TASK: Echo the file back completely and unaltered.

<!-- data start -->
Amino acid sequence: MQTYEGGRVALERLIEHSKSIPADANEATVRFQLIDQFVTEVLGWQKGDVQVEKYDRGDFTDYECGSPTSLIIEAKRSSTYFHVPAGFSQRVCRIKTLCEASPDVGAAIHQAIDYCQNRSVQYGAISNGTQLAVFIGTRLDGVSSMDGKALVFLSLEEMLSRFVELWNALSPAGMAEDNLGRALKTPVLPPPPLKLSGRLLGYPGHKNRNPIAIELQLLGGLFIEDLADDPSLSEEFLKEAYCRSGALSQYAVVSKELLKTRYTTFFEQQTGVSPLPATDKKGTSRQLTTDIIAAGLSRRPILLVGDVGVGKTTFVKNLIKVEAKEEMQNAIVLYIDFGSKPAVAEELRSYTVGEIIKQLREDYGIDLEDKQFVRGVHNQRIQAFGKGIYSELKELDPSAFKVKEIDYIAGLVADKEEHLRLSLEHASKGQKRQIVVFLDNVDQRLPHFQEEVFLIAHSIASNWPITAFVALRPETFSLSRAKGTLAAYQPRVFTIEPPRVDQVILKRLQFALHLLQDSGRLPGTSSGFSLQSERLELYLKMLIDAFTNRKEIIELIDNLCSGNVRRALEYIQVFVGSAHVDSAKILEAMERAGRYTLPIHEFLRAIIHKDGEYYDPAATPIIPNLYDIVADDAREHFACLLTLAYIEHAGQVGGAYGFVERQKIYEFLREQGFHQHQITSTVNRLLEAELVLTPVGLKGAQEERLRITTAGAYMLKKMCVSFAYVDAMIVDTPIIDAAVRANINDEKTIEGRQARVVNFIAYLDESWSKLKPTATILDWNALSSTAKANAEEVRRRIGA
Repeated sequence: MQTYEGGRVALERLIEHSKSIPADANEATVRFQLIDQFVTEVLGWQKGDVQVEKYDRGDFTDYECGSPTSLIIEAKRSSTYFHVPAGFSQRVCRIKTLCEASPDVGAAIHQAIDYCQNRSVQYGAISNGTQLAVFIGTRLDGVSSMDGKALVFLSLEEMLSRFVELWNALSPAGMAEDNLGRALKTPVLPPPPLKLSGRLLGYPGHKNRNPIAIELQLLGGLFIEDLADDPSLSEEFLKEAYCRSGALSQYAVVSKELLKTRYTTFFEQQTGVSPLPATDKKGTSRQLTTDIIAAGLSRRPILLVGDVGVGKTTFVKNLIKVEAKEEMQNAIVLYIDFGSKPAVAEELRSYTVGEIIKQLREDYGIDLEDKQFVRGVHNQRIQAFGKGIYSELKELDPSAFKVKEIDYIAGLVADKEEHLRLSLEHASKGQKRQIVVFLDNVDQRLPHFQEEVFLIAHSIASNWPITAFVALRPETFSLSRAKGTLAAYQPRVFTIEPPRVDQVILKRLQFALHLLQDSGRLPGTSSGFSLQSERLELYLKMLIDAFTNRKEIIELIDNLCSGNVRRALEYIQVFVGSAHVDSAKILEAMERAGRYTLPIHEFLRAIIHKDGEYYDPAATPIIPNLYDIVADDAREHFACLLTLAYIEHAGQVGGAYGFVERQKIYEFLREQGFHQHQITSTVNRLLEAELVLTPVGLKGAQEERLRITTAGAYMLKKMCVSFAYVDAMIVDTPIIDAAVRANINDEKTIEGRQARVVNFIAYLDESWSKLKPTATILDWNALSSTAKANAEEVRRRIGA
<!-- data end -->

Amino acid sequence: MQTYEGGRVALERLIEHSKSIPADANEATVRFQLIDQFVTEVLGWQKGDVQVEKYDRGDFTDYECGSPTSLIIEAKRSSTYFHVPAGFSQRVCRIKTLCEASPDVGAAIHQAIDYCQNRSVQYGAISNGTQLAVFIGTRLDGVSSMDGKALVFLSLEEMLSRFVELWNALSPAGMAEDNLGRALKTPVLPPPPLKLSGRLLGYPGHKNRNPIAIELQLLGGLFIEDLADDPSLSEEFLKEAYCRSGALSQYAVVSKELLKTRYTTFFEQQTGVSPLPATDKKGTSRQLTTDIIAAGLSRRPILLVGDVGVGKTTFVKNLIKVEAKEEMQNAIVLYIDFGSKPAVAEELRSYTVGEIIKQLREDYGIDLEDKQFVRGVHNQRIQAFGKGIYSELKELDPSAFKVKEIDYIAGLVADKEEHLRLSLEHASKGQKRQIVVFLDNVDQRLPHFQEEVFLIAHSIASNWPITAFVALRPETFSLSRAKGTLAAYQPRVFTIEPPRVDQVILKRLQFALHLLQDSGRLPGTSSGFSLQSERLELYLKMLIDAFTNRKEIIELIDNLCSGNVRRALEYIQVFVGSAHVDSAKILEAMERAGRYTLPIHEFLRAIIHKDGEYYDPAATPIIPNLYDIVADDAREHFACLLTLAYIEHAGQVGGAYGFVERQKIYEFLREQGFHQHQITSTVNRLLEAELVLTPVGLKGAQEERLRITTAGAYMLKKMCVSFAYVDAMIVDTPIIDAAVRANINDEKTIEGRQARVVNFIAYLDESWSKLKPTATILDWNALSSTAKANAEEVRRRIGA
Repeated sequence: MQTYEGGRVALERLIEHSKSIPADANEATVRFQLIDQFVTEVLGWQKGDVQVEKYDRGDFTDYECGSPTSLIIEAKRSSTYFHVPAGFSQRVCRIKTLCEASPDVGAAIHQAIDYCQNRSVQYGAISNGTQLAVFIGTRLDGVSSMDGKALVFLSLEEMLSRFVELWNALSPAGMAEDNLGRALKTPVLPPPPLKLSGRLLGYPGHKNRNPIAIELQLLGGLFIEDLADDPSLSEEFLKEAYCRSGALSQYAVVSKELLKTRYTTFFEQQTGVSPLPATDKKGTSRQLTTDIIAAGLSRRPILLVGDVGVGKTTFVKNLIKVEAKEEMQNAIVLYIDFGSKPAVAEELRSYTVGEIIKQLREDYGIDLEDKQFVRGVHNQRIQAFGKGIYSELKELDPSAFKVKEIDYIAGLVADKEEHLRLSLEHASKGQKRQIVVFLDNVDQRLPHFQEEVFLIAHSIASNWPITAFVALRPETFSLSRAKGTLAAYQPRVFTIEPPRVDQVILKRLQFALHLLQDSGRLPGTSSGFSLQSERLELYLKMLIDAFTNRKEIIELIDNLCSGNVRRALEYIQVFVGSAHVDSAKILEAMERAGRYTLPIHEFLRAIIHKDGEYYDPAATPIIPNLYDIVADDAREHFACLLTLAYIEHAGQVGGAYGFVERQKIYEFLREQGFHQHQITSTVNRLLEAELVLTPVGLKGAQEERLRITTAGAYMLKKMCVSFAYVDAMIVDTPIIDAAVRANINDEKTIEGRQARVVNFIAYLDESWSKLKPTATILDWNALSSTAKANAEEVRRRIGA